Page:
By far the heftiest Bond publication of the year is Taschen’s ‘The James Bond Archives’, a massive 600-page fully-illustrated volume that comes in a cardboard ‘suitcase’ with its own handle and a celluloid filmstrip from a print of ‘Dr No’. This wallet-busting, coffee table rupturing tome tells the definitive story of the James Bond films, via access to the actual EON archives, with an attention to detail hitherto unprecedented. It was edited by Paul Duncan and written by a team of writers, including Paul Duncan, Jamie Russell, Danny Graydon, Colin Odell & Michelle Le Blanc, Ellen Cheshire and myself. All the contributors are writers in their own right – for example, Jamie is the author of the definitive history of zombie cinema, ‘The Book of the Dead’ and this year published a great little book ‘Generation XBox: How Video Games Invaded Hollywood’, which charts the sometimes uneasy, always innovative relationship between the gaming and movie industries (http://jamierussell.co.uk/). Colin Odell and Michelle Le Blanc have written several books, including the excellent ‘Pocket Essential Guide to Vampire Films’, and Ellen Cheshire has also written several PEs, my favourite of which discusses Audrey Hepburn. Film journalist Danny Graydon, co-author of ‘The Rough Guide to Film Noir’, among other titles, offers an interesting account of working on the book on his blog http://www.dannygraydon.com/
It’s true that it was something of a dream assignment. Paul contacted my in April and I worked on the project through until July. The first chapter I researched and wrote was ‘Live and Let Die’. I had access to draft scripts, the original shooting script, production documentation and letters, and pages of uncut interviews with all those involved in the film, both onscreen and behind the scenes. Most importantly I had the call sheets and progress reports for every day of the film’s production, both on location and in the studio, which tells the story of the film in the minutest detail, with precise dates and those who were involved. This enabled me to fashion an ‘oral history’ of the making of the film, with short shrift given to myth, apocrypha and hearsay. It was a deluge of information that was then edited into a coherent narrative by me and Paul. I went on to write three more chapters for the book: ‘The Man With the Golden Gun’, ‘A View to a Kill’ (so I covered Moore’s first and last appearances as the secret agent) and ‘The World is Not Enough’, which is fortunately my favourite of the Pierce Brosnan-era Bonds. The book has already received many great reviews from all quarters, including Esquire magazine, and seems to have been positively received by Bond fans in this year of celebration. There’s an in-depth interview with Paul Duncan at Mi6 Confidential, where he discusses the project, its genesis and execution, at length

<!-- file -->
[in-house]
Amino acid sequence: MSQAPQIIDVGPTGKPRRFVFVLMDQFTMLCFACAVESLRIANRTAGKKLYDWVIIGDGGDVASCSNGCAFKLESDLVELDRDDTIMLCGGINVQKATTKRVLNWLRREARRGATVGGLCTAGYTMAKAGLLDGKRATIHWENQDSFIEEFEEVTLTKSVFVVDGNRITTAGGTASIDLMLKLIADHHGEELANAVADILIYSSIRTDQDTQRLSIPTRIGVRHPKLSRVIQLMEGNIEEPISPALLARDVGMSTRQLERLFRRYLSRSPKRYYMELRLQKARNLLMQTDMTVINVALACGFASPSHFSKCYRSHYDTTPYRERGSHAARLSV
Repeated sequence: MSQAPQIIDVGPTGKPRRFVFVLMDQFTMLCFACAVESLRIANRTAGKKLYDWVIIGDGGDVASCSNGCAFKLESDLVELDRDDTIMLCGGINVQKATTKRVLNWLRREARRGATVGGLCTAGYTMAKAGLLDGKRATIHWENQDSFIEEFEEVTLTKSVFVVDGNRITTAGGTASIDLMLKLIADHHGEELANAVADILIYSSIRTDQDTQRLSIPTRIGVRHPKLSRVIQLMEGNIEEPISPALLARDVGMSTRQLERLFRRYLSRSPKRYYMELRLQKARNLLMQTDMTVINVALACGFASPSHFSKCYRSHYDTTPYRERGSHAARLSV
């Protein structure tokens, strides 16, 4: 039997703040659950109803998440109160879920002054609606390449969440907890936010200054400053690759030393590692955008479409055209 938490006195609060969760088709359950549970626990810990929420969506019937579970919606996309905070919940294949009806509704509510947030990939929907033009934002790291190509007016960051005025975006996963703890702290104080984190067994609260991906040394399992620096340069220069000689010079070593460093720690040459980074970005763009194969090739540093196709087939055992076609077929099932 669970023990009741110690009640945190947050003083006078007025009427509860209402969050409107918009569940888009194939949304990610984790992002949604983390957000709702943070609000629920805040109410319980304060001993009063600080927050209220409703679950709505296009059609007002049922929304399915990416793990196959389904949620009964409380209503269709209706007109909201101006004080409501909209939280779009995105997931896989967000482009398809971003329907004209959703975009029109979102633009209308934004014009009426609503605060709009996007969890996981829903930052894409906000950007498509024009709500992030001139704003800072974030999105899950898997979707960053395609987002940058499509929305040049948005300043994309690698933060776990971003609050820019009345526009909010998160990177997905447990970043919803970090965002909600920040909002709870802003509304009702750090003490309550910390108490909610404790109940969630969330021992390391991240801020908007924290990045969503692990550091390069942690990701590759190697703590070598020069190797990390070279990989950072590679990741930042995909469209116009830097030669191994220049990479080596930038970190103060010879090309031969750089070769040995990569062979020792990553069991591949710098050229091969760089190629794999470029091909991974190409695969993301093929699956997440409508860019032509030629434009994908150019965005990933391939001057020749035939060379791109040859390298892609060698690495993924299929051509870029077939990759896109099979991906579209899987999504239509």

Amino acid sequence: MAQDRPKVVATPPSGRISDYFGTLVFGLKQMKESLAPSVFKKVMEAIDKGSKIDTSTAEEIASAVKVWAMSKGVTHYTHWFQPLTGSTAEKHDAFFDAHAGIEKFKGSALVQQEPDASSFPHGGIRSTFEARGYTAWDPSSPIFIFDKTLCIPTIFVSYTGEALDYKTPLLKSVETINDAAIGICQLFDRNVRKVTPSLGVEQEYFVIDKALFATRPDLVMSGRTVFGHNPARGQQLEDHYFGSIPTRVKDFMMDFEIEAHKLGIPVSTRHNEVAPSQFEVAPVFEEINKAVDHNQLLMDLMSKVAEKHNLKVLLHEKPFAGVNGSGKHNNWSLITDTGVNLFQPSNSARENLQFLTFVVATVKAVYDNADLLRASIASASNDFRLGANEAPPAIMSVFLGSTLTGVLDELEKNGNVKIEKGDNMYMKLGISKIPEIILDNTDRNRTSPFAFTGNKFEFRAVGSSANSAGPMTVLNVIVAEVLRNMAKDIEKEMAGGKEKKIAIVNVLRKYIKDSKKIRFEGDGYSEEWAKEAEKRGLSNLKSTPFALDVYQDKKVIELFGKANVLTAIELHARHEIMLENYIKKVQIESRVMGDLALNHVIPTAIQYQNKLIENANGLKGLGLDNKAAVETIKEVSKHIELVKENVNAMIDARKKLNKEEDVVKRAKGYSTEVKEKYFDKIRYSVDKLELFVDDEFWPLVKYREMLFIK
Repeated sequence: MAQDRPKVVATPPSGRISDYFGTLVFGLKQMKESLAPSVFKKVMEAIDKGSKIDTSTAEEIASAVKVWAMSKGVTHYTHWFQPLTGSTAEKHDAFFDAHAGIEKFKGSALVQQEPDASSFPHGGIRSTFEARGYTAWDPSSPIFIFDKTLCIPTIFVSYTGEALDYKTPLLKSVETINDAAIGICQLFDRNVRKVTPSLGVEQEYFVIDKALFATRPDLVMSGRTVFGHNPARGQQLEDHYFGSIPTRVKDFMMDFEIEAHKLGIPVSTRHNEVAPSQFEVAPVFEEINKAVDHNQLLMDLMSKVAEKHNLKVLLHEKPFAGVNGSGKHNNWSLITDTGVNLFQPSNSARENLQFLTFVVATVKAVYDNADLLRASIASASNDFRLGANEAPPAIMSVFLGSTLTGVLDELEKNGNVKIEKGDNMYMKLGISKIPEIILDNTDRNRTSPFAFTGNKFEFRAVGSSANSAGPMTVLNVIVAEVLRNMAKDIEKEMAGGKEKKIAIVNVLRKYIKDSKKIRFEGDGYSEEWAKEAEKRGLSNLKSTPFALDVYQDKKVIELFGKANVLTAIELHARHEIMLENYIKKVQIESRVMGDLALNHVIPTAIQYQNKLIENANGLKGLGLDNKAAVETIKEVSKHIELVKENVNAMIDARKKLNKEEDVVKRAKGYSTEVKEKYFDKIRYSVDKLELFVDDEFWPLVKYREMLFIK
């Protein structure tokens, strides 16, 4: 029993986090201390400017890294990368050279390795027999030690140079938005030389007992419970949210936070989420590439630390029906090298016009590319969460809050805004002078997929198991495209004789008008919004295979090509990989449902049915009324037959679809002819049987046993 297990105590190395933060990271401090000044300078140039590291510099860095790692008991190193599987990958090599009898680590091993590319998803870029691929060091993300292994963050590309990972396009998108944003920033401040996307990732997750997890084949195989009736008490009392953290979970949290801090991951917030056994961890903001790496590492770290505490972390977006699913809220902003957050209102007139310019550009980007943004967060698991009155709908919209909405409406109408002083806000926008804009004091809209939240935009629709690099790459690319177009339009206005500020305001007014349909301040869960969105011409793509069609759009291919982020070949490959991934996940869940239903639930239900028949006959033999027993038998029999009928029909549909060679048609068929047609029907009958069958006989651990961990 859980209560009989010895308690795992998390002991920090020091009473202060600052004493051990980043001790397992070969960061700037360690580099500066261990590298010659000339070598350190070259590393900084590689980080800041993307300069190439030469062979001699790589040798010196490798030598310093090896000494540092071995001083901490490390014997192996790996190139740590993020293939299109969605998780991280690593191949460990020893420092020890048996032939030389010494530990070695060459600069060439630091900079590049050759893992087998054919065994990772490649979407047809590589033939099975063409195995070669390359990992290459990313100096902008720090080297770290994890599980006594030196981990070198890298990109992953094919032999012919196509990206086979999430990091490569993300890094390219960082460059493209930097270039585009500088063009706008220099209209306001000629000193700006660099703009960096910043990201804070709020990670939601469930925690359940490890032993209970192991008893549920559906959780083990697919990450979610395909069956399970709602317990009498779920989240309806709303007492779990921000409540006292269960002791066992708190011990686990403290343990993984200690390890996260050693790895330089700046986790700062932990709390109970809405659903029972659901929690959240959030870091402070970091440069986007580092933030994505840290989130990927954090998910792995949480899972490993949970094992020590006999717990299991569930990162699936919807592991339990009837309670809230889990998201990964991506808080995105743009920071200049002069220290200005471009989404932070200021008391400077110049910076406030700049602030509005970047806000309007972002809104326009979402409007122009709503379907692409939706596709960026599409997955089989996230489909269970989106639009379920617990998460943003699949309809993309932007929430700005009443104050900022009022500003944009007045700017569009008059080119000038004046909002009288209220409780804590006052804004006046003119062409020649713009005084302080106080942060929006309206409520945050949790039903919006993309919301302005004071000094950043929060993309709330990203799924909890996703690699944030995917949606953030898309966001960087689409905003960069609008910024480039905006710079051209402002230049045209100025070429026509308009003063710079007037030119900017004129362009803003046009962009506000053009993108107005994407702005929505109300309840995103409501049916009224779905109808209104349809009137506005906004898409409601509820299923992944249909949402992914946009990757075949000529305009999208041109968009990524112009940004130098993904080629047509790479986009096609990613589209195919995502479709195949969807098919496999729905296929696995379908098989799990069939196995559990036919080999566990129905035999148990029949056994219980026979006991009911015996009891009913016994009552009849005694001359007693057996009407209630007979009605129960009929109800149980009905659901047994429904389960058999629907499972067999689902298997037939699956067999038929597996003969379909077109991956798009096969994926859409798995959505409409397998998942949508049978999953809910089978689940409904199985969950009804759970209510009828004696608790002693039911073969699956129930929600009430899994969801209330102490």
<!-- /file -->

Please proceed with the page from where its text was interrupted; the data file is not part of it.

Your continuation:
And I think this review also sums up the book well
‘The James Bond Archives’ is available directly from Taschen, where you can see 14 sample spreads, including one from my ‘Live and Let Die’ chapter